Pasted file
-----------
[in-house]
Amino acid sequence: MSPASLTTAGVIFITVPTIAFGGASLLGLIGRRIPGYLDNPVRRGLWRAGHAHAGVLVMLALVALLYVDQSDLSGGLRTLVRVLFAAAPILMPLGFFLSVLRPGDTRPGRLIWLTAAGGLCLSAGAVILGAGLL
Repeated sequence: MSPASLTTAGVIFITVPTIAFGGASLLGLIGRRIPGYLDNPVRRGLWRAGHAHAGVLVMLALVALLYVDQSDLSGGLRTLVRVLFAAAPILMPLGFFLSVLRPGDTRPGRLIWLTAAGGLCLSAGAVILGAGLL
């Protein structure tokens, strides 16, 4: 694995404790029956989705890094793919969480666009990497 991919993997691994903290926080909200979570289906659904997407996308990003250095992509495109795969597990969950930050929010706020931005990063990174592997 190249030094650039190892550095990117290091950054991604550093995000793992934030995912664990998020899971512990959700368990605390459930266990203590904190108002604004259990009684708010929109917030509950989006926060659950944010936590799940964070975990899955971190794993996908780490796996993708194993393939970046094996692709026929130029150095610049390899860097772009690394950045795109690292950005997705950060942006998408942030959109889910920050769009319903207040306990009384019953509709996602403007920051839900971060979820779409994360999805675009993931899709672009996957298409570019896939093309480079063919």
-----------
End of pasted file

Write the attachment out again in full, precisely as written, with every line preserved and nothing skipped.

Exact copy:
[in-house]
Amino acid sequence: MSPASLTTAGVIFITVPTIAFGGASLLGLIGRRIPGYLDNPVRRGLWRAGHAHAGVLVMLALVALLYVDQSDLSGGLRTLVRVLFAAAPILMPLGFFLSVLRPGDTRPGRLIWLTAAGGLCLSAGAVILGAGLL
Repeated sequence: MSPASLTTAGVIFITVPTIAFGGASLLGLIGRRIPGYLDNPVRRGLWRAGHAHAGVLVMLALVALLYVDQSDLSGGLRTLVRVLFAAAPILMPLGFFLSVLRPGDTRPGRLIWLTAAGGLCLSAGAVILGAGLL
């Protein structure tokens, strides 16, 4: 694995404790029956989705890094793919969480666009990497 991919993997691994903290926080909200979570289906659904997407996308990003250095992509495109795969597990969950930050929010706020931005990063990174592997 190249030094650039190892550095990117290091950054991604550093995000793992934030995912664990998020899971512990959700368990605390459930266990203590904190108002604004259990009684708010929109917030509950989006926060659950944010936590799940964070975990899955971190794993996908780490796996993708194993393939970046094996692709026929130029150095610049390899860097772009690394950045795109690292950005997705950060942006998408942030959109889910920050769009319903207040306990009384019953509709996602403007920051839900971060979820779409994360999805675009993931899709672009996957298409570019896939093309480079063919």